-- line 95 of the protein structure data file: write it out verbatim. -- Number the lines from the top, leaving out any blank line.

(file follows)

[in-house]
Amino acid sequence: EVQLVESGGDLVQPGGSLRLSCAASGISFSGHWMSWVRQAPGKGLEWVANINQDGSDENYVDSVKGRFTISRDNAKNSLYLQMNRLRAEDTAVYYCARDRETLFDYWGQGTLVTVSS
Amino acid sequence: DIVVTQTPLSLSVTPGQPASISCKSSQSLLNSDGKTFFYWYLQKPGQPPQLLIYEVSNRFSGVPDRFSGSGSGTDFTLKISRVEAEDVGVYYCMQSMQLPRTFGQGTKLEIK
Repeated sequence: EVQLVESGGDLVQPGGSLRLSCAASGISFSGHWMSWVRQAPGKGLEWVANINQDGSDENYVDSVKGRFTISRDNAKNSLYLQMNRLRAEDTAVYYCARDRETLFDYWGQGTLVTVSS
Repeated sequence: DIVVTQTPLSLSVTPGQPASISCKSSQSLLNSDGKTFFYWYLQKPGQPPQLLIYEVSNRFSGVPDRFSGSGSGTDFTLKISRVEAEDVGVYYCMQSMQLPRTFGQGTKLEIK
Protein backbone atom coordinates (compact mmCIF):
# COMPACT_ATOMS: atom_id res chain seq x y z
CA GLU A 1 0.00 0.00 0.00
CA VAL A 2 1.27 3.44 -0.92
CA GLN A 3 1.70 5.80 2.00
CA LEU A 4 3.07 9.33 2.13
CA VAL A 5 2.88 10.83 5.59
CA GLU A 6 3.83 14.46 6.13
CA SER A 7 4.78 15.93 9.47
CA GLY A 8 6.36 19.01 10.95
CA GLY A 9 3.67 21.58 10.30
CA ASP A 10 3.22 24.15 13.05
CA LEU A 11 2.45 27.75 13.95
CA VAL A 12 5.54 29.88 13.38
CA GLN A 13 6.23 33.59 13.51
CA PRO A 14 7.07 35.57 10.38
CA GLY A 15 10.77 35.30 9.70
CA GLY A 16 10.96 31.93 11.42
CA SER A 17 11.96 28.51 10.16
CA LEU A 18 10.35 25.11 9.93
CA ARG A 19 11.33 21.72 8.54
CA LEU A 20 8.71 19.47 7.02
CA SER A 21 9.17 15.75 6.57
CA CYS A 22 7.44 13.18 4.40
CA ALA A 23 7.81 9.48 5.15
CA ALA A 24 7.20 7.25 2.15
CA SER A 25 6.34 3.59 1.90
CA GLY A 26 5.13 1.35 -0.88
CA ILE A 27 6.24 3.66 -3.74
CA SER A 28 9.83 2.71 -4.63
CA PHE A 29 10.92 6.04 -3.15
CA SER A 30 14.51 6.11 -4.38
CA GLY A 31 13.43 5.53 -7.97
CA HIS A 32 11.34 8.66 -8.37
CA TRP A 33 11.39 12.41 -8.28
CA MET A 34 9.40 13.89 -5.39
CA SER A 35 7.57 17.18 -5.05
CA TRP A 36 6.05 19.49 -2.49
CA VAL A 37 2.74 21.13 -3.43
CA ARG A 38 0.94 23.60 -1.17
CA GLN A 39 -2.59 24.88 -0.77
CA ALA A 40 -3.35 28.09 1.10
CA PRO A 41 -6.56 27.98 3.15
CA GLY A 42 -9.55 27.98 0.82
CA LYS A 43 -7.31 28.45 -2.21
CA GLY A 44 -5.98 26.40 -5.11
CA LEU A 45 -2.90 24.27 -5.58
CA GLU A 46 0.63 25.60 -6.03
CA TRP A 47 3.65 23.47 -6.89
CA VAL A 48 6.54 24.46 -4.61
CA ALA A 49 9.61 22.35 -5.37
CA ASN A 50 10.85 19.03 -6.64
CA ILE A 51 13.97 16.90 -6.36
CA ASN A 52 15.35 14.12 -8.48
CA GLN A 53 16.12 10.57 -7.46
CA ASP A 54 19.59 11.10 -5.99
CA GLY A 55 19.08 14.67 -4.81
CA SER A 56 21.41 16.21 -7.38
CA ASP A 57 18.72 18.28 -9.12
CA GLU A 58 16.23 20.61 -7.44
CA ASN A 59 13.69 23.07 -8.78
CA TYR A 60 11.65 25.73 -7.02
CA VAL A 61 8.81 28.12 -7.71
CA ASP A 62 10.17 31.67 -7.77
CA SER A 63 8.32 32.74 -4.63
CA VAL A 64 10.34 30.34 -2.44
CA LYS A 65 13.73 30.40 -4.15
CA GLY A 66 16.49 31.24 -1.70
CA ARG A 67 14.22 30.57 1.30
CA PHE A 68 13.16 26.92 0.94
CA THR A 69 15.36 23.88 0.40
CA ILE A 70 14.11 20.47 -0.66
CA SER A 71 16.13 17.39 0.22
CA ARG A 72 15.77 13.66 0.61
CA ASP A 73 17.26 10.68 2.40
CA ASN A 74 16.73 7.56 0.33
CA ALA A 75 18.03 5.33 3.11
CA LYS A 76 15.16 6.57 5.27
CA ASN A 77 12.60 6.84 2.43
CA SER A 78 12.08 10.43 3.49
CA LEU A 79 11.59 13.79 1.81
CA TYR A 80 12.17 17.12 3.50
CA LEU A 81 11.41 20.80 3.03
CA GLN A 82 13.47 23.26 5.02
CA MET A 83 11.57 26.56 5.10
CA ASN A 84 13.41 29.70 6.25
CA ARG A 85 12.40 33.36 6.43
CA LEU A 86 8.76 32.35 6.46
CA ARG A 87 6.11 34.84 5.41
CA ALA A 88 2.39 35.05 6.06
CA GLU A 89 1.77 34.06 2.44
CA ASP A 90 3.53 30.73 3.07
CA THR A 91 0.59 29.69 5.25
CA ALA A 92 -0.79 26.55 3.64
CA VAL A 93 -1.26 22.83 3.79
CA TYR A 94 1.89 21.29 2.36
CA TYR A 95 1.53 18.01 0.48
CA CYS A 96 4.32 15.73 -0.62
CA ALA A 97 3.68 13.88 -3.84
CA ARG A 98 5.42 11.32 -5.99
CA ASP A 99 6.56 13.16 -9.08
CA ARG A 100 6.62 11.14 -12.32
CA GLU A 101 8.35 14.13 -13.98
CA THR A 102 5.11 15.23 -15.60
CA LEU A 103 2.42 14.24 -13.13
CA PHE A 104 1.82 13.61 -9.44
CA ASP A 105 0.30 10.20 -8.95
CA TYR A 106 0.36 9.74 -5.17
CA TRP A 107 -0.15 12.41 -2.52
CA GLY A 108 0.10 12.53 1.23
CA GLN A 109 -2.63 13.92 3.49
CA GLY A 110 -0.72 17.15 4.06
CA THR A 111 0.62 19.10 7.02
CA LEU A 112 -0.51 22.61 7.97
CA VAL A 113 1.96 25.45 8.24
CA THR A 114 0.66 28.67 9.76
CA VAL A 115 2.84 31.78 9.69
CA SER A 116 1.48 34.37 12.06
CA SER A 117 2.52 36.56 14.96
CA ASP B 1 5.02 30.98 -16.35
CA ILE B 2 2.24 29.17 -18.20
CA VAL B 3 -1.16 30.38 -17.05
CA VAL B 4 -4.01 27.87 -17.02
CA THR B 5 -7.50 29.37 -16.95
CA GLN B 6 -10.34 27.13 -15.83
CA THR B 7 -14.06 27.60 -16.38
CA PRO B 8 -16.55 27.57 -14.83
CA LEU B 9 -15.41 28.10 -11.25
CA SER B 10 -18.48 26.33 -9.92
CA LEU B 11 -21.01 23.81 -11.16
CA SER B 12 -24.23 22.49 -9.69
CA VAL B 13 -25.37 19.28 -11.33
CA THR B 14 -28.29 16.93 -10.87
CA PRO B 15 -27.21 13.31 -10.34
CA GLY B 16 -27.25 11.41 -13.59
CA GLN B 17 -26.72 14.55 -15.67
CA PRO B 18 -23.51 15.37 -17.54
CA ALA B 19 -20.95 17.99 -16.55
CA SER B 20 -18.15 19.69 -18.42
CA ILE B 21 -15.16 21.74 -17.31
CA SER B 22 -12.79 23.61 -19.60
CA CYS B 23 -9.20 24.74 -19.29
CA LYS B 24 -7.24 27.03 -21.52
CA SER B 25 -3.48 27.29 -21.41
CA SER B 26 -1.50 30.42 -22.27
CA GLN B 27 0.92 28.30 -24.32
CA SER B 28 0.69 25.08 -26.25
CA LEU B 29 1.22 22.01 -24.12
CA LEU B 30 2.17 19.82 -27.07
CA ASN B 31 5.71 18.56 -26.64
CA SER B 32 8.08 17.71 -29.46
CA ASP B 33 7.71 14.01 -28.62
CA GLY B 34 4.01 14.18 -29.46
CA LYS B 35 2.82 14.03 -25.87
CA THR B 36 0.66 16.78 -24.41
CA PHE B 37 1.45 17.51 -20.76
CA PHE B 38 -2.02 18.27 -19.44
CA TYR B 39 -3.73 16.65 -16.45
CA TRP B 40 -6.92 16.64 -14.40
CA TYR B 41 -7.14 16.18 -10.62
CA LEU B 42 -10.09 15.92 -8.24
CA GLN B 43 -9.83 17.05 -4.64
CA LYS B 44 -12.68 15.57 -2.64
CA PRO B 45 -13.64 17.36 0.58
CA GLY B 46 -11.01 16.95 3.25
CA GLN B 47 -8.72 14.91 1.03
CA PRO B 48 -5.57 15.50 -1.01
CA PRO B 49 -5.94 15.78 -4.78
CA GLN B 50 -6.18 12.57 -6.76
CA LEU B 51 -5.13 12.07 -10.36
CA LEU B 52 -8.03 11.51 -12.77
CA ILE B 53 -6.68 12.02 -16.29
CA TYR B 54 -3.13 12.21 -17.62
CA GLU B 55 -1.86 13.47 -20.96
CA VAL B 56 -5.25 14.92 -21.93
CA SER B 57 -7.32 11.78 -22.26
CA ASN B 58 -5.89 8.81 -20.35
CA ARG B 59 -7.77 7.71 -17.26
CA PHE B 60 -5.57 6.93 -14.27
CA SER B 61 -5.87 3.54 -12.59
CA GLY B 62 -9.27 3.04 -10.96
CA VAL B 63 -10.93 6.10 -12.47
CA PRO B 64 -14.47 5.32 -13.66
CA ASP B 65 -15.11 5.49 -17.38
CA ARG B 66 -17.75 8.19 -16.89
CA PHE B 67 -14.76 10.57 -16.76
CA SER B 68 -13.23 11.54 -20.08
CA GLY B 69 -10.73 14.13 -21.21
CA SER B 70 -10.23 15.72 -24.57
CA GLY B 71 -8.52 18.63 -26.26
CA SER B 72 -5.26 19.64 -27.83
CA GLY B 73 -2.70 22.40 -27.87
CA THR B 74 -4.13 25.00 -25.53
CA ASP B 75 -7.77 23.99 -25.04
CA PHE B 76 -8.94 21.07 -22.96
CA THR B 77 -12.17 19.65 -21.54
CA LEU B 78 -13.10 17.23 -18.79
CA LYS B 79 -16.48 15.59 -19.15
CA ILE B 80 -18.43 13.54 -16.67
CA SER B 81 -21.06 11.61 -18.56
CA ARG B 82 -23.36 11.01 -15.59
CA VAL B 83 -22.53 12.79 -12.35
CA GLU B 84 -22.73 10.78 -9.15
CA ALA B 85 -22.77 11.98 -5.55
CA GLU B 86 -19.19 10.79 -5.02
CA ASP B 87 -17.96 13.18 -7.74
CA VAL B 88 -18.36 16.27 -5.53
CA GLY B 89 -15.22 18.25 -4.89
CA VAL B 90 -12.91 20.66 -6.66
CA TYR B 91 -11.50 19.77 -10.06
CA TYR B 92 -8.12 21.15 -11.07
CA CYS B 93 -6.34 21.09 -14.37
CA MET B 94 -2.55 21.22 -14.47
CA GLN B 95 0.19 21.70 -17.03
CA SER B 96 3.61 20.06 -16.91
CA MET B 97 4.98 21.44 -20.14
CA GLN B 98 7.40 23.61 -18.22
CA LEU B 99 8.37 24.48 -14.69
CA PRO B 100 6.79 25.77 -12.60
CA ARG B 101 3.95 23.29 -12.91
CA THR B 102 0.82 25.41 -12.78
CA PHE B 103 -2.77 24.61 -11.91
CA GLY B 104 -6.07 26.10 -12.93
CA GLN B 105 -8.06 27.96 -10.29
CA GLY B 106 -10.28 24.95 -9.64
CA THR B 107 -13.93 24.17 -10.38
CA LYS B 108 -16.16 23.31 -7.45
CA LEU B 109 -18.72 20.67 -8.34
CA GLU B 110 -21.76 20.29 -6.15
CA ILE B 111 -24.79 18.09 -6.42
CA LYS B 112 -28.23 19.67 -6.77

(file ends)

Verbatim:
CA ALA A 88 2.39 35.05 6.06